B-254. The Essential Enolase of Staphylococcus aureus Is Involved in Autolysis

Li Zheng, Y. Ji;
Univ. of Minnesota, St. Paul, MN.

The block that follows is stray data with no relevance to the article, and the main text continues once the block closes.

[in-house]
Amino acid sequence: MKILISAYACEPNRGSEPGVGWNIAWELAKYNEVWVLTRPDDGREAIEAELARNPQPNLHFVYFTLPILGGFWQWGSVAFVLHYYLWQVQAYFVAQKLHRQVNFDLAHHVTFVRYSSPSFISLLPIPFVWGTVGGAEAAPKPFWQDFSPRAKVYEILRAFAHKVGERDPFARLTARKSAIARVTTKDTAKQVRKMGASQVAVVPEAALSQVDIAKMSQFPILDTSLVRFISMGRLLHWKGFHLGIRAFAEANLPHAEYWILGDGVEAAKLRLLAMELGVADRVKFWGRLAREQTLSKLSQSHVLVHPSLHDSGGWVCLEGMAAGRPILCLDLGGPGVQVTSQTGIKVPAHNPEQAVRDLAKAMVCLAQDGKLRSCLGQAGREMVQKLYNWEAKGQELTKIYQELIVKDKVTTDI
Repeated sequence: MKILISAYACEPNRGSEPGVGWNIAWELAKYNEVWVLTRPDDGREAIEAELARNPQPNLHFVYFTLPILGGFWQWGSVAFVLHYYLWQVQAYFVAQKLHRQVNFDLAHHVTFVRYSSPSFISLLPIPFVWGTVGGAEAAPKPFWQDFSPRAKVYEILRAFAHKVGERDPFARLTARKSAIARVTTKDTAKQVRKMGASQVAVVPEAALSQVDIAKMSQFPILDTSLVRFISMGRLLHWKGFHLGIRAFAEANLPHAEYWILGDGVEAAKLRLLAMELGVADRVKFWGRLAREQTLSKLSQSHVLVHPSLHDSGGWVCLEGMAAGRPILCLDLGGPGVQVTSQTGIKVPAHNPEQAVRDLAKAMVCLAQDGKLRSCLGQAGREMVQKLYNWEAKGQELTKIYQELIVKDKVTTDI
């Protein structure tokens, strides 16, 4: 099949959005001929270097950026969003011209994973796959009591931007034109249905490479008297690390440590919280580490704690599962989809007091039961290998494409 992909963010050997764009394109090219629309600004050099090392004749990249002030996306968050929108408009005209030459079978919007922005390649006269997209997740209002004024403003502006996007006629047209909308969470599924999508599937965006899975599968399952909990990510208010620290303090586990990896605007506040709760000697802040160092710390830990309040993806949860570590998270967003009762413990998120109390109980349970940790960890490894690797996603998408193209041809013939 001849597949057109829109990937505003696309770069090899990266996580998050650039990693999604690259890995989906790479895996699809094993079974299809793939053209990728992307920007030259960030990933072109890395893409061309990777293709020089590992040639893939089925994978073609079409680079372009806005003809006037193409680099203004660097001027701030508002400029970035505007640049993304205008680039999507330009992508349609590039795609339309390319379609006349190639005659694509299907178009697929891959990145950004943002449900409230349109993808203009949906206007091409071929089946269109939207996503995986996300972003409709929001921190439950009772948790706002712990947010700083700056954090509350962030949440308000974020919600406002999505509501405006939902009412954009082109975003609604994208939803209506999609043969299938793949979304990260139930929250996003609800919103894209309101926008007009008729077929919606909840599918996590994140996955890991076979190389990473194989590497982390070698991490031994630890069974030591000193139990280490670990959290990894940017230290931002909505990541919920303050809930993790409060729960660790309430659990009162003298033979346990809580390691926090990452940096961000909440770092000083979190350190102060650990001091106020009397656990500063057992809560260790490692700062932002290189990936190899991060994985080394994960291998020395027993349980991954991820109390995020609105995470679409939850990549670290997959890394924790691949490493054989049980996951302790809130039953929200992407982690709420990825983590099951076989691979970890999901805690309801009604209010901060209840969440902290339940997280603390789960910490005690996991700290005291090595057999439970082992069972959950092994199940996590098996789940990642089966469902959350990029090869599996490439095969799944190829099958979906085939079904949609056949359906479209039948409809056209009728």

The recent emergence of hospital- and community-acquired Methicillin resistant Staphylococcus aureus highlights an urgent need for developing novel and/or alternative antimicrobial agents. Our previous studies indicate that a putative glycoprotein (Gcp) is a unique target for the development of new class antibiotics since Gcp is exported protein and essential for bacterial survival in vitro in culture and in vivo during infection. We also demonstrated that Gcp is necessary for both antibiotic and detergent-induced autolysis. Our proteomic analysis indicates that Gcp affects the expression of a cell-surface protein enolase (eno), which is also required for S. aureus survival. Therefore, we hypothesized that the involvement of Gcp in autolysis may result from its impact on enolase. To test our hypothesis, we created a TetR-regulated enolase antisense isogenic strain using a clinical human S. aureus isolate and examined the influence on bacterial survival and autolysis of the down-regulation of eno expression. We found that the induction of eno antisense RNA expression with an inducer, anhydrotetracycline (ATc), significantly inhibited bacterial growth in a dose-dependent manner. A high dose of the inducer ATc caused a lethal effect, but had no effect on a control strain, indicating the essentiality of enolase in S. aureus. Moreover, we found that the down-regulation of eno expression dramatically decreased autolysis-induced by Triton X-100 and high concentration of NaCl, whereas had slightly influence on Penicillin-induced lysis. The above data suggest that enolase and Gcp are involved in different mechanisms of autolysis in S. aureus. These findings may provide new insights into the biological function of both essential proteins.